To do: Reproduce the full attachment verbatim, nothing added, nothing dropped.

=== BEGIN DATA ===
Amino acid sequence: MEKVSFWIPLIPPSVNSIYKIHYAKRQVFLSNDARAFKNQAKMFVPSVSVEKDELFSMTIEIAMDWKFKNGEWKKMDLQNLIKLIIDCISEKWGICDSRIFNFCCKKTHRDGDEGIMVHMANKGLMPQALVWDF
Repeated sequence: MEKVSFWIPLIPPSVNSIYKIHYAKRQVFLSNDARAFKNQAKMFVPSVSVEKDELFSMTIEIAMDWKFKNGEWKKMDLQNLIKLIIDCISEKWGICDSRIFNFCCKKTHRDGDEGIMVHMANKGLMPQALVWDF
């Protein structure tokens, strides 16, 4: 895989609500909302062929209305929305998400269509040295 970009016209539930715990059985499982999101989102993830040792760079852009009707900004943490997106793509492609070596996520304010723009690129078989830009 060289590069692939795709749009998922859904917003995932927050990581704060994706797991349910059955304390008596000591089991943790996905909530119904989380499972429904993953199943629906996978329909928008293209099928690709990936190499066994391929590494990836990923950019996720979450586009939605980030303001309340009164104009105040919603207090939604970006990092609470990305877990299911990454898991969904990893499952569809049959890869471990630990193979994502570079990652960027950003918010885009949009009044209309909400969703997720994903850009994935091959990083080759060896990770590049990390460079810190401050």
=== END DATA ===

Amino acid sequence: MEKVSFWIPLIPPSVNSIYKIHYAKRQVFLSNDARAFKNQAKMFVPSVSVEKDELFSMTIEIAMDWKFKNGEWKKMDLQNLIKLIIDCISEKWGICDSRIFNFCCKKTHRDGDEGIMVHMANKGLMPQALVWDF
Repeated sequence: MEKVSFWIPLIPPSVNSIYKIHYAKRQVFLSNDARAFKNQAKMFVPSVSVEKDELFSMTIEIAMDWKFKNGEWKKMDLQNLIKLIIDCISEKWGICDSRIFNFCCKKTHRDGDEGIMVHMANKGLMPQALVWDF
């Protein structure tokens, strides 16, 4: 895989609500909302062929209305929305998400269509040295 970009016209539930715990059985499982999101989102993830040792760079852009009707900004943490997106793509492609070596996520304010723009690129078989830009 060289590069692939795709749009998922859904917003995932927050990581704060994706797991349910059955304390008596000591089991943790996905909530119904989380499972429904993953199943629906996978329909928008293209099928690709990936190499066994391929590494990836990923950019996720979450586009939605980030303001309340009164104009105040919603207090939604970006990092609470990305877990299911990454898991969904990893499952569809049959890869471990630990193979994502570079990652960027950003918010885009949009009044209309909400969703997720994903850009994935091959990083080759060896990770590049990390460079810190401050």